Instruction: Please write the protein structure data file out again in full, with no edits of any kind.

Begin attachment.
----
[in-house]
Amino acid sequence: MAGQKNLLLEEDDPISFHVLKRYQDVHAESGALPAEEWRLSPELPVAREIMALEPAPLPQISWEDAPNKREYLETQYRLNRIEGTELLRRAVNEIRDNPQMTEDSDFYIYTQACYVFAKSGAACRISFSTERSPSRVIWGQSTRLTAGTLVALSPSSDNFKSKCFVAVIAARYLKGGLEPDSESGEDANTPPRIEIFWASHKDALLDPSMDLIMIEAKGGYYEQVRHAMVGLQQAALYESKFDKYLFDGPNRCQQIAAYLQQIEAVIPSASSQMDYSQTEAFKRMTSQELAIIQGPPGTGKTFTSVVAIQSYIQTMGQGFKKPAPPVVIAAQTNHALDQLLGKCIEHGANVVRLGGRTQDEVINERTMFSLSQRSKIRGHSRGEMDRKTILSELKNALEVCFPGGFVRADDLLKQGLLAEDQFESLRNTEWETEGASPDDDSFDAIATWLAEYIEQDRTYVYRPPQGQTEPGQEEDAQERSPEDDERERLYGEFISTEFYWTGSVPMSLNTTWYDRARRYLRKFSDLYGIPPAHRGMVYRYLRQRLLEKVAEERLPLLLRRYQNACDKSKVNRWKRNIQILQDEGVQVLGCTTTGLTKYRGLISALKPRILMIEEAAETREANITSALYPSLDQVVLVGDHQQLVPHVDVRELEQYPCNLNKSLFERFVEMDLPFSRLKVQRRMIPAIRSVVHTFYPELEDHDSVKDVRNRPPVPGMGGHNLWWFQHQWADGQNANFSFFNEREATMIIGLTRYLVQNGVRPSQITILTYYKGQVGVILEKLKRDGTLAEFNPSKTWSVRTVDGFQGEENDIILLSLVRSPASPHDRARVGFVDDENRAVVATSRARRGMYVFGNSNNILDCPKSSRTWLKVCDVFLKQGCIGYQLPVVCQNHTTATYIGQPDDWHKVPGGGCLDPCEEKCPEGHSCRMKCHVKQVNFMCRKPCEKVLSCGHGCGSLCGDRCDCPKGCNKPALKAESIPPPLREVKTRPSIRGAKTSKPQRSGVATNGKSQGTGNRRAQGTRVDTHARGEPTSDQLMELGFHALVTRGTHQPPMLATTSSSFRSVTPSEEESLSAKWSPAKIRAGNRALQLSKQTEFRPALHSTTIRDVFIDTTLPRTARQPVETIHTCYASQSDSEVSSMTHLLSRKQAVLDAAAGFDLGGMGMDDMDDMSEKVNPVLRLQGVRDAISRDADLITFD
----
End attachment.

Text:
[in-house]
Amino acid sequence: MAGQKNLLLEEDDPISFHVLKRYQDVHAESGALPAEEWRLSPELPVAREIMALEPAPLPQISWEDAPNKREYLETQYRLNRIEGTELLRRAVNEIRDNPQMTEDSDFYIYTQACYVFAKSGAACRISFSTERSPSRVIWGQSTRLTAGTLVALSPSSDNFKSKCFVAVIAARYLKGGLEPDSESGEDANTPPRIEIFWASHKDALLDPSMDLIMIEAKGGYYEQVRHAMVGLQQAALYESKFDKYLFDGPNRCQQIAAYLQQIEAVIPSASSQMDYSQTEAFKRMTSQELAIIQGPPGTGKTFTSVVAIQSYIQTMGQGFKKPAPPVVIAAQTNHALDQLLGKCIEHGANVVRLGGRTQDEVINERTMFSLSQRSKIRGHSRGEMDRKTILSELKNALEVCFPGGFVRADDLLKQGLLAEDQFESLRNTEWETEGASPDDDSFDAIATWLAEYIEQDRTYVYRPPQGQTEPGQEEDAQERSPEDDERERLYGEFISTEFYWTGSVPMSLNTTWYDRARRYLRKFSDLYGIPPAHRGMVYRYLRQRLLEKVAEERLPLLLRRYQNACDKSKVNRWKRNIQILQDEGVQVLGCTTTGLTKYRGLISALKPRILMIEEAAETREANITSALYPSLDQVVLVGDHQQLVPHVDVRELEQYPCNLNKSLFERFVEMDLPFSRLKVQRRMIPAIRSVVHTFYPELEDHDSVKDVRNRPPVPGMGGHNLWWFQHQWADGQNANFSFFNEREATMIIGLTRYLVQNGVRPSQITILTYYKGQVGVILEKLKRDGTLAEFNPSKTWSVRTVDGFQGEENDIILLSLVRSPASPHDRARVGFVDDENRAVVATSRARRGMYVFGNSNNILDCPKSSRTWLKVCDVFLKQGCIGYQLPVVCQNHTTATYIGQPDDWHKVPGGGCLDPCEEKCPEGHSCRMKCHVKQVNFMCRKPCEKVLSCGHGCGSLCGDRCDCPKGCNKPALKAESIPPPLREVKTRPSIRGAKTSKPQRSGVATNGKSQGTGNRRAQGTRVDTHARGEPTSDQLMELGFHALVTRGTHQPPMLATTSSSFRSVTPSEEESLSAKWSPAKIRAGNRALQLSKQTEFRPALHSTTIRDVFIDTTLPRTARQPVETIHTCYASQSDSEVSSMTHLLSRKQAVLDAAAGFDLGGMGMDDMDDMSEKVNPVLRLQGVRDAISRDADLITFD